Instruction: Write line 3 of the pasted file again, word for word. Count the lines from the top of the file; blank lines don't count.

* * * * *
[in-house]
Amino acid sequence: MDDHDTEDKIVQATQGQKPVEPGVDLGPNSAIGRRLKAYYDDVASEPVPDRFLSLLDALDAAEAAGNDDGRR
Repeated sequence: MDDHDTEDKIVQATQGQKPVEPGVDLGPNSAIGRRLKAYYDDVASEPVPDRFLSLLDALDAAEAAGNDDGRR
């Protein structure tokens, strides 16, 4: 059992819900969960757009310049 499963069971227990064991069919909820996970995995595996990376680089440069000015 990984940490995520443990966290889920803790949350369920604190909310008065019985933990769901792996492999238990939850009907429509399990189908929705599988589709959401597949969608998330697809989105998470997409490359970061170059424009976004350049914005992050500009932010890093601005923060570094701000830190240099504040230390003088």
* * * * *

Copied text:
Repeated sequence: MDDHDTEDKIVQATQGQKPVEPGVDLGPNSAIGRRLKAYYDDVASEPVPDRFLSLLDALDAAEAAGNDDGRR